Reasons for statewide salvia ban hazy at best

By chillinwill · Mar 19, 2010 · ·
  1. chillinwill
    Don't leave public opinion out of public decisions.

    Two weeks ago, the powerful hand of the law laid a smack down on one of the few remaining legal drugs being used throughout Wisconsin. Salvia divinorum, commonly confused with saliva, was effectively banned from being manufactured and distributed among the many citizens of Wisconsin.

    For those of you who are unfamiliar with the short-term hallucinogenic drug, salvia is a Mexican herb that was legal to those over the age of eighteen up until March 3, 2010. The drug is known to cause hallucinations that remain for a short period of time. They occur seconds after being smoked, licked or chewed. The lack of lengthy sensory stimulations produced by salvia have pushed it to become an afterthought substance among avid drug users and essentially makes it an unpopular and somewhat “non-existent” drug to the general public.

    Despite salvia’s minor impact on society, state legislators, including former state Senators Sheldon Wasserman and David Cullen, have found its existence to be so troublesome that they have continually exerted efforts to ban the drug for the sake of “protecting our children.” Authoring the Assembly Bill 168, Wasserman and Cullen believe salvia to be a dangerous hallucinogen that “we cannot allow young people to be deceived into thinking [is] risk free because it is legal.” Gov. Jim Doyle concurred with Wasserman’s claims and ultimately decided to rid Wisconsin of the herb upon signing the bill outlawing the drug on March 3, making Wisconsin a fresh member of the 19 states now regulating it.

    While the prohibition of salvia divinorum has been branded into legislation for the last two weeks, knowledge of its removal has failed to successfully spread to those familiar with the substance. Although local businesses now risk facing $10,000 fines if found violating the new legislation, many who have experimented with the trivial hallucinogen remain ignorant to its newfound illegality. The reason for this unawareness is the lack of public exposure to the bill. Time to debate the guts of the bill or submit a referendum was overlooked, for the taboo topic of legalizing any questionable substance remains a dark subject most sensible state lawmakers aim to avoid.

    Although students attempt to make their voices heard through stoned State Street marches toward the Capitol once a year or by passionately carving “Legalize It” on the back of almost every chair in Bascom 165, decisions outlawing particular drugs continue to be made without public knowledge. Delivering proper and accurate information concerning the pros and cons of legalizing the use of certain substances remains unclear because most politicians tend to turn their shoulders on drug-related matters for fear of public disapproval. The ban on salvia throughout Wisconsin is yet another example of a successful push to ban a drug that ultimately only harms those who make the choice to use it.

    Representation for those in favor of legalizing marijuana and other drugs is minimal, and the time has come for legislators and representatives to overcome their fears of rejection by particular demographics and start listening to constituents who have valid arguments surrounding big, bad drugs. The purpose of this article is not to debate the pros and cons surrounding the legalization of marijuana, but to highlight how important it is for politicians to start listening to their constituents about these issues. By imposing laws and regulations without public consent, state politicians like Gov. Doyle are essentially deciding what is best for us. Constituents should have a say in this.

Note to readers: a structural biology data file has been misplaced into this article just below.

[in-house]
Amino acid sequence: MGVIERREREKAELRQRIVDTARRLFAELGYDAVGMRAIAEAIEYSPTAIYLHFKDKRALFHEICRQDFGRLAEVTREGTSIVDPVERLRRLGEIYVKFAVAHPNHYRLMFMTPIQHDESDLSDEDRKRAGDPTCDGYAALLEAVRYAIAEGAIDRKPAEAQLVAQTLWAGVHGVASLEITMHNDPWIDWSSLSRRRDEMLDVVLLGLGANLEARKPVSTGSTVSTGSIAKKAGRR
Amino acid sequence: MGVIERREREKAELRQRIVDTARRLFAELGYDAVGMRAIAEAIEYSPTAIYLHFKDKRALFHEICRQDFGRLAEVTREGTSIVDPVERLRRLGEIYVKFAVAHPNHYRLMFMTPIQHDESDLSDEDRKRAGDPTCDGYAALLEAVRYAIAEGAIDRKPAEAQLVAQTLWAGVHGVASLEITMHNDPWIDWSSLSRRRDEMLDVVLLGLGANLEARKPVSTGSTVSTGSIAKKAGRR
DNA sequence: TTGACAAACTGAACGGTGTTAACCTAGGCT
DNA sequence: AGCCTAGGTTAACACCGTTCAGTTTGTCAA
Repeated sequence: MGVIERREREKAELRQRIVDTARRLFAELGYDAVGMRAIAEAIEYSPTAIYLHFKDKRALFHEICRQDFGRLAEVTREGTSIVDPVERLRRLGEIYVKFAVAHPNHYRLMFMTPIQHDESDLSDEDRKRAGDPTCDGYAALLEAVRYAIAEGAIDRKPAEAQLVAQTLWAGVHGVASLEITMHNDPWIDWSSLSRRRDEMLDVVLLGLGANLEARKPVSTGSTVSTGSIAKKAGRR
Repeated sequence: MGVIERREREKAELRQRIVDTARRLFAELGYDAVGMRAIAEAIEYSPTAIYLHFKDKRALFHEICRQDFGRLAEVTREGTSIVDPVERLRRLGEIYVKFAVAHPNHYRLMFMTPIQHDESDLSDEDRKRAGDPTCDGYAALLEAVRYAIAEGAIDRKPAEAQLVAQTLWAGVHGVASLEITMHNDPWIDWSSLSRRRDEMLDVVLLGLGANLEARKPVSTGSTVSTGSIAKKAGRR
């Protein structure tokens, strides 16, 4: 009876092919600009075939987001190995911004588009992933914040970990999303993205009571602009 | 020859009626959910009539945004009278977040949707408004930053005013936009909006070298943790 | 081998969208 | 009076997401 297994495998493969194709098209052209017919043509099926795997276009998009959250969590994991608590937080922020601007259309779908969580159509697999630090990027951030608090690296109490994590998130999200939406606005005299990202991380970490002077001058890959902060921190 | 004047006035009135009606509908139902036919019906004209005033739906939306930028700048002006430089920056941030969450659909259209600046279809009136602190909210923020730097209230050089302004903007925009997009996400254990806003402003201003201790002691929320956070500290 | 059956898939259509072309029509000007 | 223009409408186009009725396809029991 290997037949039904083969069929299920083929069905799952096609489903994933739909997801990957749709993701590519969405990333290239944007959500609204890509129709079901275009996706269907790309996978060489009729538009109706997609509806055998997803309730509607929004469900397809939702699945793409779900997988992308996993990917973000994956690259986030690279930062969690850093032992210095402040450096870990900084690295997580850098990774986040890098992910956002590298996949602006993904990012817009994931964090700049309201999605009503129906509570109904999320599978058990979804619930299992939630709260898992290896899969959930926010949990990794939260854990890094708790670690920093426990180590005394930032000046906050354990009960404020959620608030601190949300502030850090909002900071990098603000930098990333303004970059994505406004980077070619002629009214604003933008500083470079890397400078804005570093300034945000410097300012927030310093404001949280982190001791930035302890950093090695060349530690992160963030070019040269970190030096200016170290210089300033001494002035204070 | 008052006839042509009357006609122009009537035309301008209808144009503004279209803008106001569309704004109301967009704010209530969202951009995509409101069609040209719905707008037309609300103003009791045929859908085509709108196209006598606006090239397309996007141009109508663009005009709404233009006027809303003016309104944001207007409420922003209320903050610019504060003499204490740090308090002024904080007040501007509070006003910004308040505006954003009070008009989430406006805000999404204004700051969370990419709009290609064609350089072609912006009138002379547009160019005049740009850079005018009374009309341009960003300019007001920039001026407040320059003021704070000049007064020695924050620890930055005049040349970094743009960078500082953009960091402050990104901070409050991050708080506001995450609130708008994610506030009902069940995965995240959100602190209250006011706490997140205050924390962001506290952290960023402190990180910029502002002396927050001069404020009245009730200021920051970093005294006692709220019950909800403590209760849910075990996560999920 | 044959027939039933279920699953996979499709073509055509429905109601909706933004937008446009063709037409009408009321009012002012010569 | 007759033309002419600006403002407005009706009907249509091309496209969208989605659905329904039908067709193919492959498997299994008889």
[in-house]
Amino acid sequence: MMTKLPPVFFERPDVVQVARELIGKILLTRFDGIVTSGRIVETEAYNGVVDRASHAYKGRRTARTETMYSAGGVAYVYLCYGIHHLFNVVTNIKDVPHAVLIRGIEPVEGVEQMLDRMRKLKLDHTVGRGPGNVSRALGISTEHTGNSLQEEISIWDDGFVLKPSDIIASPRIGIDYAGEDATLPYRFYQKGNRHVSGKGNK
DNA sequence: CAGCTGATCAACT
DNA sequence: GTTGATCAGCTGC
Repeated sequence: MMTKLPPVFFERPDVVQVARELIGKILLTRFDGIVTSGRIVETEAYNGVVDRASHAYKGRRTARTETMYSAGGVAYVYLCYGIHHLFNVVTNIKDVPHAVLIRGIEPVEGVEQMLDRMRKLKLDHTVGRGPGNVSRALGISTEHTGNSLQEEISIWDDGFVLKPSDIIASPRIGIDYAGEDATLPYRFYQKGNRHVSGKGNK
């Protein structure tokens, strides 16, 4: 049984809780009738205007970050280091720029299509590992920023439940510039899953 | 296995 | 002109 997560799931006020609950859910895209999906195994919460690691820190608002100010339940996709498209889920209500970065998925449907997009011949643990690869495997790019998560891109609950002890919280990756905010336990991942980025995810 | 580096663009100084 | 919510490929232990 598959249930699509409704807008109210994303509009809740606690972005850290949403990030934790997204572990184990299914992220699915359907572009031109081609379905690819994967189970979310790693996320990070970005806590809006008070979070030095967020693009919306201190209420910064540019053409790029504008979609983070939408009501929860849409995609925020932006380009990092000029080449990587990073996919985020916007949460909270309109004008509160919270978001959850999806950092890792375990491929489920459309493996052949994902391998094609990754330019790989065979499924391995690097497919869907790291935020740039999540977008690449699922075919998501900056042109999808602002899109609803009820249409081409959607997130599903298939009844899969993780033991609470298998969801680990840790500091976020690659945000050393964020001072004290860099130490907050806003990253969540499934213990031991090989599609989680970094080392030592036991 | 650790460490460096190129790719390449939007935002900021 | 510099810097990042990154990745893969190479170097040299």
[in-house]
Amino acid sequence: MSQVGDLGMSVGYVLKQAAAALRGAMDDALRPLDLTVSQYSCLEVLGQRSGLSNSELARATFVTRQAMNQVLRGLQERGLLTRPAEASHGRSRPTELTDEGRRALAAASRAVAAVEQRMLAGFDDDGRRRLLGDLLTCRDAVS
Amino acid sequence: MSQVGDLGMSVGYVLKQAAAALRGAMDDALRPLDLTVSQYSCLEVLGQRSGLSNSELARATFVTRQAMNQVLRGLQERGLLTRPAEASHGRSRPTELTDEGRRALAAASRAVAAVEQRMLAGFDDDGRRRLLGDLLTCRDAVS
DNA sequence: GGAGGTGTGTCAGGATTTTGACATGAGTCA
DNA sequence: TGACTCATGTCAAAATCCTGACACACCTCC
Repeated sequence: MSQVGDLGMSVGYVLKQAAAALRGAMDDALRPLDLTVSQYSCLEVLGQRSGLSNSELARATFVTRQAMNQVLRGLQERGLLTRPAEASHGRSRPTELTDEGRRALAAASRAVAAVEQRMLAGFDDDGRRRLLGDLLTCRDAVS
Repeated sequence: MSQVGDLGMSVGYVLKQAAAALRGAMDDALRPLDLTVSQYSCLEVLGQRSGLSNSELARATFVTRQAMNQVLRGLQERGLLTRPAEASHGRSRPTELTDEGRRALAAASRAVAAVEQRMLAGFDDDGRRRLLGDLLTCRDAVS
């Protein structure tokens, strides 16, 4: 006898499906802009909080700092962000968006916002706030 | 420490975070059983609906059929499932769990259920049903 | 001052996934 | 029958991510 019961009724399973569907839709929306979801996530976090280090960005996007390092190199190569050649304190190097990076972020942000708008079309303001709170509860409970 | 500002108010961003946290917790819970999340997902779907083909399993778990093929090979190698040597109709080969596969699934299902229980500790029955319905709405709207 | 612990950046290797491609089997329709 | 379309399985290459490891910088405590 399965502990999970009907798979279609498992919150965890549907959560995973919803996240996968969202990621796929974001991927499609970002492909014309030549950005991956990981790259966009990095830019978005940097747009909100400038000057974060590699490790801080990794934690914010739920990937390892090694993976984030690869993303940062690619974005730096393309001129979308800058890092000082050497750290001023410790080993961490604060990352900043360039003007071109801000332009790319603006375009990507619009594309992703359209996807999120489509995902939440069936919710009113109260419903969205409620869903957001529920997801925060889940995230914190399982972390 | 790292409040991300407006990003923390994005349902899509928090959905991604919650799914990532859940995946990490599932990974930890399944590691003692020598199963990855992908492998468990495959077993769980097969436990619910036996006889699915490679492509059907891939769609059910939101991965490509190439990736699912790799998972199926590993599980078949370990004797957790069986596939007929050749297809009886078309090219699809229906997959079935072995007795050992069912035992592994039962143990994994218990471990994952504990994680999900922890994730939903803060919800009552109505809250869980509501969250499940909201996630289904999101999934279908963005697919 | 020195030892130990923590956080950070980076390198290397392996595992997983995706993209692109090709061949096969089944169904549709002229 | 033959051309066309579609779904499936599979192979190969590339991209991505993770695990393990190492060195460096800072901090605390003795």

Outlawing more and more drugs may have negative effects on those who use them safely and legally, which might make their opinions significant enough to deserve adequate representation. The lack of total publication of the new ban on salvia divinorum demonstrates that politicians are not taking those in favor of legal usage seriously.

    Unfortunately, representatives continue to avoid subjects concerning the authorization of particular substances for fear of decreased approval ratings and pessimistic political reputations despite legitimate and valid arguments being expressed by the opposition. The banning of salvia throughout Wisconsin is yet another step backwards in the world of healthy drug debates. What’s next to go, Red Bull?

    By Samantha Witthuhn
    March 17, 2010
    Daily Cardinal

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  1. themidnighttoker
    Wouldn't surprise me in the slightest.

    I don't know what's worse, the fact that they banned a 10-minute high inducing natural herb, or the bullshit excuses they're giving for it.

    Thanks for posting this though Will, this is definitely something SWIMmers from Wisconsin should see, especially since the politicians are apparently hoping no one hears about its illegalization.
  2. wednesday
    "many who have experimented with the trivial hallucinogen "

    wow so they want us to think it isn't risk free but at the same time it is trivial

    caffeine is completely risk free and freely available though, the dangers of drinking too much caffeine are not clearly stated on the can, likening a pack of cigarettes, how would a person go about getting this to happen
    (it looks like there are some things in the works)
    it is dangerous and people have a right to know just as much as with alcohol or cigarettes

    education is the best preventative medicine

    salvia is a beautiful essence of the earth soul that surrounds us always

    this is just a disgusting power play "for the children" if you were decent parents you would talk to your kids instead of just thinking making something illegal will fix everything
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